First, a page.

BIM & Digital

Using AI for quality analysis

The University of Sheffield’s AMRC, working with Laing O’Rourke, is exploring automation of QA processes
Operatives receive feedback on the embeds via tablet
Operatives receive feedback on the embeds via tablet

Artificial intelligence (AI) is being harnessed by the University of Sheffield Advanced Manufacturing Research Centre (AMRC), with the help of Laing O’Rourke, to automate QA on construction projects.

The technology relies on deep learning to assess the positioning of precast concrete embeds, using a video stream of the manufacture of precast panels and comparing it to the design file.

“This replaces the labour-intensive, multi-step process of current QA methods, which can be prone to errors,” says Bikram Baruah, software developer in the integrated manufacturing group at AMRC.

Using a tablet, operatives review the video images of the precast unit and receive direct feedback about the embed count compared to the design file, and whether or not they sit within their correct positions and acceptable tolerances. The quality assurance report is then automatically generated as a PDF, which can be uploaded to collaboration tool Trimble Connect and is easily accessible in the future.

Bikram Baruah, software developer in the integrated manufacturing group at AMRC.

“This replaces the labour-intensive, multi-step process of current QA methods, which can be prone to errors”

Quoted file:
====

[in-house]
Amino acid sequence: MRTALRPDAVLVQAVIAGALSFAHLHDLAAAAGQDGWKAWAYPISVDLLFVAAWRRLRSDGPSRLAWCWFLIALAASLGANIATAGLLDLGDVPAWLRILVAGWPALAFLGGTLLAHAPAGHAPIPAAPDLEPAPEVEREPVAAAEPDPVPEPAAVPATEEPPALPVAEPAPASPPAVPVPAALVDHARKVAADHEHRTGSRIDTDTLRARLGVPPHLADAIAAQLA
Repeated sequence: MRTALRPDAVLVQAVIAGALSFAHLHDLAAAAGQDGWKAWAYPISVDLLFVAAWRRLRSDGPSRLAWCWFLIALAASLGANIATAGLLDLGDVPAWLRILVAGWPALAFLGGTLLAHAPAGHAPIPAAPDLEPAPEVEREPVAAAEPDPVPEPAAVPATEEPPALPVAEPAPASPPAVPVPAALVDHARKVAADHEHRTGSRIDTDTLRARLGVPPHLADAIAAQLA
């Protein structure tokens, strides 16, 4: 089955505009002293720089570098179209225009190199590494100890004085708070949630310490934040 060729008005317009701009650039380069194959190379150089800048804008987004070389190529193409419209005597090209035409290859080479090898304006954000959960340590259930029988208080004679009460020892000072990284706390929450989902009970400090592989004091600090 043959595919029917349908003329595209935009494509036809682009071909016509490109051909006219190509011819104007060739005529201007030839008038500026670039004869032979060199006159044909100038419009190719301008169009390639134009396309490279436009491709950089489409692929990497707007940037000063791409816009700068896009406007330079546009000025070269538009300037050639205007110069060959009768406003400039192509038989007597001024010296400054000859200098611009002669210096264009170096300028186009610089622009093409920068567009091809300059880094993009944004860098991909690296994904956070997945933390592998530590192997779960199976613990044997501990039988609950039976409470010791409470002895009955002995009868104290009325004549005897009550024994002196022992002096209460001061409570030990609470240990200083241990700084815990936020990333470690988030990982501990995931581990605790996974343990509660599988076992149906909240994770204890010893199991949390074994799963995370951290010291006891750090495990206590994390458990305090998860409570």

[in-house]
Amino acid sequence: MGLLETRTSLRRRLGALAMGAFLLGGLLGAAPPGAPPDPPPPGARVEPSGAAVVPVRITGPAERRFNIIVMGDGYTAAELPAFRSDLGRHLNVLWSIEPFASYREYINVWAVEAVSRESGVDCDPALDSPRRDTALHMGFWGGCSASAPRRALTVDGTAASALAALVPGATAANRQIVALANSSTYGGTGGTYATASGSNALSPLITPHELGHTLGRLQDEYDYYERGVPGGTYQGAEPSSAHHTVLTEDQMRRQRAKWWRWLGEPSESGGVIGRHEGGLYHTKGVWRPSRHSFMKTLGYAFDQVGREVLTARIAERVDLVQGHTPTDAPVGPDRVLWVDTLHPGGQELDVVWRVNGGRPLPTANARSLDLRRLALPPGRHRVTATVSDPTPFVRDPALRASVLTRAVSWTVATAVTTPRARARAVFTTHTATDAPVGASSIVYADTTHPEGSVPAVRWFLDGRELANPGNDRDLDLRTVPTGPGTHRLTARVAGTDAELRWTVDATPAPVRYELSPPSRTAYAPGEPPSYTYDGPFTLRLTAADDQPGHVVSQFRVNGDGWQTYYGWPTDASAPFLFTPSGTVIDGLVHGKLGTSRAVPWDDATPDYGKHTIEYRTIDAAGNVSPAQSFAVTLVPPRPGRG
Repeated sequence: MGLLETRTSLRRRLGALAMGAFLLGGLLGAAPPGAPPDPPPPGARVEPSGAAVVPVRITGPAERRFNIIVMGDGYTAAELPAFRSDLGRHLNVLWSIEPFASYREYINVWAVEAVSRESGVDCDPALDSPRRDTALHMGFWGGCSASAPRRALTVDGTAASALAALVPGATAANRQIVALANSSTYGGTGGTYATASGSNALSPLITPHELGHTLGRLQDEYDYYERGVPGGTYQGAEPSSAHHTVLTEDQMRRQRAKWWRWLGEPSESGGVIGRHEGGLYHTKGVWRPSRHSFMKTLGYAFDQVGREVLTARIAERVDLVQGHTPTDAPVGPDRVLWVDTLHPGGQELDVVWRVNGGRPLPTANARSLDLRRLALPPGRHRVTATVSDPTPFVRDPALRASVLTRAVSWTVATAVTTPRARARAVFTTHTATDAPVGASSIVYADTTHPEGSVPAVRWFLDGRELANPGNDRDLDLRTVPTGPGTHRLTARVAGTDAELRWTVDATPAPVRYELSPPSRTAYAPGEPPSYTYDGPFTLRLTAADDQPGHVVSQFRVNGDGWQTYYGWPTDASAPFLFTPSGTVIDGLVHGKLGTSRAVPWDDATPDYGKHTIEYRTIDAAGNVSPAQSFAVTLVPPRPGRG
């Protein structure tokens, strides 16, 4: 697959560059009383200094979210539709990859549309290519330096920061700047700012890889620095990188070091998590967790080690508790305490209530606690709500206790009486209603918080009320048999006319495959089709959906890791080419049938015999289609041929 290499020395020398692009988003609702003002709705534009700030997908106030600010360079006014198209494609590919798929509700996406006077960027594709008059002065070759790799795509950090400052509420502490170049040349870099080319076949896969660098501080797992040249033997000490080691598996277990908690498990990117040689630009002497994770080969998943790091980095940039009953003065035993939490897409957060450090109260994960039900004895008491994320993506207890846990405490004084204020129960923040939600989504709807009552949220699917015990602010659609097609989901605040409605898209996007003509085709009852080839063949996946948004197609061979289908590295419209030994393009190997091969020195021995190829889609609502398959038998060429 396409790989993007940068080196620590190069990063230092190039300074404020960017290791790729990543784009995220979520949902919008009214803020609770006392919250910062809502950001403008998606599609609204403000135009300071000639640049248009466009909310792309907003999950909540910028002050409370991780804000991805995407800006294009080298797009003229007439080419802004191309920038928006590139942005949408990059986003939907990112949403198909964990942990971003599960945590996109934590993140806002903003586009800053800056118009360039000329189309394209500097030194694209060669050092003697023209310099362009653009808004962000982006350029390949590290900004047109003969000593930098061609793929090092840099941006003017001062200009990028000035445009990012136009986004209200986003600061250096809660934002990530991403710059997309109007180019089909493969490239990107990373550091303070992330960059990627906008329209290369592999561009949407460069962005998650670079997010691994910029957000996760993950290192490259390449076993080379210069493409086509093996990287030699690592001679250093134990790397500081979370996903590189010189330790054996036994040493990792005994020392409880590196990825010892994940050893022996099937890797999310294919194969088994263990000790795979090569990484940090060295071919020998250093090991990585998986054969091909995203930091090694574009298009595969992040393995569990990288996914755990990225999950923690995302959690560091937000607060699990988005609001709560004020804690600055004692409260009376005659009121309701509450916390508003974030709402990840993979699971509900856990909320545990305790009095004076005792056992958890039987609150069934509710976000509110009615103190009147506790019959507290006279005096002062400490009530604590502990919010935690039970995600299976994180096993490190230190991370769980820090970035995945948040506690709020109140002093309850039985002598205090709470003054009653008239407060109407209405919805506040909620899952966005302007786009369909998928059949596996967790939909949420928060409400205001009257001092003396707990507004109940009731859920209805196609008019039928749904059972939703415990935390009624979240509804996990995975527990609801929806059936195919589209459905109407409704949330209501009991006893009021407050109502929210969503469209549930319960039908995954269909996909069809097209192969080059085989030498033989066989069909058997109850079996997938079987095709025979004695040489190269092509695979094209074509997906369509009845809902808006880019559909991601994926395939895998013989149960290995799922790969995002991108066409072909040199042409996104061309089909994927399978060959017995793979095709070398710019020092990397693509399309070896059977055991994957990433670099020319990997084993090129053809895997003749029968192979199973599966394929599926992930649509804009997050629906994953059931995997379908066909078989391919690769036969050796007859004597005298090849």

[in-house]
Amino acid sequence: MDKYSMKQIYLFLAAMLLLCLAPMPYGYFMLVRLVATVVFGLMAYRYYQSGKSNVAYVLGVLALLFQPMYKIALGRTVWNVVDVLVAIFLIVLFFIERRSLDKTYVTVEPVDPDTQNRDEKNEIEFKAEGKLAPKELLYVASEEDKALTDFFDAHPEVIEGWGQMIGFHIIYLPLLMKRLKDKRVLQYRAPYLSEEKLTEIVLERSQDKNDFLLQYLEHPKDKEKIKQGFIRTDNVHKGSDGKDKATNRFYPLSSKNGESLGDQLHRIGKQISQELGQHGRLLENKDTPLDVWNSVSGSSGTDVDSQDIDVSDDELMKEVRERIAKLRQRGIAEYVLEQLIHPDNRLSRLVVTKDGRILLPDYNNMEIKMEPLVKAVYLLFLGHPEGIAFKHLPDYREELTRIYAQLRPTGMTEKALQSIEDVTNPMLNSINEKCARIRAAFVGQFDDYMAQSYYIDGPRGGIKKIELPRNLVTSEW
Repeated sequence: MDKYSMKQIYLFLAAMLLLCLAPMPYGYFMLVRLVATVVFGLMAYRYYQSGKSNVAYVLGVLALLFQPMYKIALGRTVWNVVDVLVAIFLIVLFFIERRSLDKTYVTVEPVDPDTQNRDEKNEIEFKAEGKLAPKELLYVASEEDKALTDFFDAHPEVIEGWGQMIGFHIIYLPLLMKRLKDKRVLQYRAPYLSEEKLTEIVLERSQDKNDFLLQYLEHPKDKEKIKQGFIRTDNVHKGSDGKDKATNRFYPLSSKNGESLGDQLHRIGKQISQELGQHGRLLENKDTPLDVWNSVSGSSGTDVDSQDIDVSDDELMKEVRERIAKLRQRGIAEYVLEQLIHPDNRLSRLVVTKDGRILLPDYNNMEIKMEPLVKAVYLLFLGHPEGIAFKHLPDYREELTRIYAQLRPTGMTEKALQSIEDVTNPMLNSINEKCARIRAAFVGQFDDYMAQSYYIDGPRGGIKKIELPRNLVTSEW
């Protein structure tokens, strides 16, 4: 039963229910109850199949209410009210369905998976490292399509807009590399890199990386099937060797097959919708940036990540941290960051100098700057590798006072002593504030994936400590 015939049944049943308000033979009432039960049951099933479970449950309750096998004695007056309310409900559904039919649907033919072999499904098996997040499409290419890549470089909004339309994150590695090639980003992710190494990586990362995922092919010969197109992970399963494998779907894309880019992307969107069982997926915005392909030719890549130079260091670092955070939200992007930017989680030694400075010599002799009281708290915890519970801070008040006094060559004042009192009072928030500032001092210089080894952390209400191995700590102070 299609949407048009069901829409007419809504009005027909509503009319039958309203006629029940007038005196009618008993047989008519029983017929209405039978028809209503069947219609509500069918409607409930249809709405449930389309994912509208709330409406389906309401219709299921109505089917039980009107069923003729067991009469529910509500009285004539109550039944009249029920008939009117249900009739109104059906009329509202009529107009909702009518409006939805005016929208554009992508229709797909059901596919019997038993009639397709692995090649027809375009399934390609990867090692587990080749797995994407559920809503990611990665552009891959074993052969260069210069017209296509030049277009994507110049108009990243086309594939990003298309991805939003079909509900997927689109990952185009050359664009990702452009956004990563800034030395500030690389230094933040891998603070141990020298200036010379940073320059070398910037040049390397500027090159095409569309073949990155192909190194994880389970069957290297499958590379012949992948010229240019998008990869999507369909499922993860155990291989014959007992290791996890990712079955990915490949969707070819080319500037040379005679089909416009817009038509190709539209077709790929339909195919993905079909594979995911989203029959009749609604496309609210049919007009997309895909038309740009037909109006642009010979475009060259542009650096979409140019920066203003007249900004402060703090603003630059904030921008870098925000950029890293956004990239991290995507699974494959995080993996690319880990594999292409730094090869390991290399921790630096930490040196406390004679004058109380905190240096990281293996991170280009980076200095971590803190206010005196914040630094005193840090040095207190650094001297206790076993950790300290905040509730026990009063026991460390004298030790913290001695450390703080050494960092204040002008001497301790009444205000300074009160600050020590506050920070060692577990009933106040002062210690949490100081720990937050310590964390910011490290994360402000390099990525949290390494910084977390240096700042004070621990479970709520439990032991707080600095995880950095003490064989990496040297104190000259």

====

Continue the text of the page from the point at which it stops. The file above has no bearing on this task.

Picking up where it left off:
Bikram Baruah, AMRC

The system has been tested at Laing O’Rourke’s Centre of Excellence in Worksop, where the precast panels are manufactured, plus the AMRC’s own research facility, Factory 2050.

“Traditionally, before concrete is poured in and panels are cast, operatives on the shop floor need to verify the position and count of embeds placed into the panels, using a multi-stage paper-based system,” explains Baruah.

“The new inspection tool can cut the process down from hours to minutes using an overhead camera to capture the actual panel before comparing the image to the design file. The tool then reports back on any missing embeds or embeds outside of tolerance.”

The tablet device connects to a PC over wifi. The camera itself is also connected to the PC via a GigE cable. The PC then processes the image and compares it to the design file from Trimble Connect.

During the demonstrator project at Factory 2050, the tool achieved an average accuracy of 95% when inspecting precast embeds, compared to 73% at the Centre for Excellence. Baruah says the difference is partly explained by vibrations in the camera caused by gantry crane movements and varying camera heights, which affected picture quality.

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